entry: require.resolve('./my-apollo-server.app-root'),
  portRange: [3000, 4000]
};

export default myApolloServer;
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// my-apollo-server.app-root.ts

import { createApolloServer } from './my-apollo-server';

const port = parseInt(process.argv[2] || '4000', 10);

createApolloServer(port);
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To run it, you can use the following command:

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See example component

Create an Apollo client

We create another component to serve as the Apollo client. It would be reusable in all places in your client side. You can create a new component using the following command:

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Implement the client:

import fetch from 'cross-fetch'
import { ApolloClient, createHttpLink, InMemoryCache } from '@apollo/client/core'

// HTTP connection to the API
const httpLink = createHttpLink({
  // You should use an absolute URL here
  uri: 'http://localhost:4000/graphql',
  fetch,
})

// Cache implementation
const cache = new InMemoryCache()

// Create the apollo client
export const apolloClient = new ApolloClient({
  link: httpLink,
  cache,
})
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To be notice that the port number should be the same as the one you use in the server.

See example component

Create a Vue composable

We create a Vue composable to consume GraphQL data using the following command:

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Implement the composable:

import { computed } from 'vue';
import gql from 'graphql-tag';
import { provideApolloClient, useQuery } from "@vue/apollo-composable";
import { apolloClient } from '@learnbit-vue/graphql.clients.my-apollo-client'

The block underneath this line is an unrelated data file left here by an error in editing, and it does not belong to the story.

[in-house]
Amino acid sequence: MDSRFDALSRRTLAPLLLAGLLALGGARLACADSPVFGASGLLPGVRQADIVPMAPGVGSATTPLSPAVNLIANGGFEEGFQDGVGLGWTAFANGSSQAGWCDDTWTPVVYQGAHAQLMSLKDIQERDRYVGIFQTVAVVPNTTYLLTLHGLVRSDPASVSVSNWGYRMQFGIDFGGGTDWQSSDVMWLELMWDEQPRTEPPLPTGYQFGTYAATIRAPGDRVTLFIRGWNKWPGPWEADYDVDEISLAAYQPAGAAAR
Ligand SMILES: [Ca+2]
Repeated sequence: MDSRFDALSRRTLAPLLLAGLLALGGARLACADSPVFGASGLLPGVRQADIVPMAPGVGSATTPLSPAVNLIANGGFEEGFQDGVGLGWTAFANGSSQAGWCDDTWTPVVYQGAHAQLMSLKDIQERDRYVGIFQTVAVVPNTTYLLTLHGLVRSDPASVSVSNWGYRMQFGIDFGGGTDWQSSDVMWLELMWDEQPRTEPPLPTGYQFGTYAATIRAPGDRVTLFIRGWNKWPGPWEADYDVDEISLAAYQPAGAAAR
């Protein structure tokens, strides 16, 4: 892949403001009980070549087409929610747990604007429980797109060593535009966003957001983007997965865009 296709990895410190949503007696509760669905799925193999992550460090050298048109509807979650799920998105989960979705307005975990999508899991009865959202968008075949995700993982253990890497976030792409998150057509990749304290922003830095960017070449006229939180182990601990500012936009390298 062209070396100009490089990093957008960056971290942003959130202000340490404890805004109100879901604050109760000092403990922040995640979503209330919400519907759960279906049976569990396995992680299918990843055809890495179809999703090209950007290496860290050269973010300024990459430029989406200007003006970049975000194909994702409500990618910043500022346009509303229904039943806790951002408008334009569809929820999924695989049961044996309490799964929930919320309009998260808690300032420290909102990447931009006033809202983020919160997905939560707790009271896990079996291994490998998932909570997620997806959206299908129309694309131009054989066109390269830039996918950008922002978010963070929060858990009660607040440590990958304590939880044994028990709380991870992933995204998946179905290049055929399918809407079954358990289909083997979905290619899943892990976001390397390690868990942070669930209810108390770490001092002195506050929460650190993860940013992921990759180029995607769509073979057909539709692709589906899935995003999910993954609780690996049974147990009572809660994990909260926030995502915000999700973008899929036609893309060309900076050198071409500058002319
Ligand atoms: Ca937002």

import { User, getFullname } from '@learnbit-vue/graphql.entities.user'

const GET_USERS = gql`
  query user {
    user {
      firstName
      lastName
    }
  }
`

const emptyUser: User = {
  firstName: '',
  lastName: '',
}

export const useUser = () => {
  const query = provideApolloClient(apolloClient)(() => useQuery(GET_USERS))

  const username = computed(() => getFullname(query.result.value?.user || emptyUser))

  return username
}
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To be notice that it uses:

  • @vue/apollo-composable: the library to integrate Apollo into Vue
  • @learnbit-vue/graphql.clients.my-apollo-client: the Apollo client that we integrate
  • @learnbit-vue/graphql.entities.user: the data entity that we consume

To test your composable, you can use the Apollo server in real world, however, it's highly recommend to mock the Apollo server locally, with the data you mocked previously. In this demo, we do it via the library called msw:

import { graphql } from 'msw'
import { setupServer } from 'msw/node'
import { mockedUser } from '@learnbit-vue/graphql.entities.user'

// import your composable here

const server = setupServer(
  graphql.query('user', (_, res, ctx) => {
    return res(
      ctx.data({
        user: mockedUser
      }),
    )
  })
)

test('basic case', async () => {
  server.listen()

  // write the test code here

  server.close()
})
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See example component

Create a Vue app

We create a Vue app to render the data using the following command:

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Implement the app:

<script setup lang="ts">
import { useUser } from '@learnbit-vue/graphql.composables.user';

const username = useUser();
</script>

<template>
  <div id="app">
    <h1>Hello</h1>
    <p>
      {{ username }}
    </p>
  </div>
</template>
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To be notice that it uses the composable to get user information and render it on the page.

See example component

Run the whole GraphQL demo

To run the whole GraphQL demo, you can use the following command:

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Then you can open the browser to see the result.

To get the whole example locally, you can use this starter:

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Conclusion

Now you already know how to create a GraphQL demo using Apollo.

Once again, we recommend:

  1. create entities for your data structure
  2. prepare a GraphQL server necessarily
  3. mock data locally for testing your composables

You can use the same approach to create your own GraphQL demo.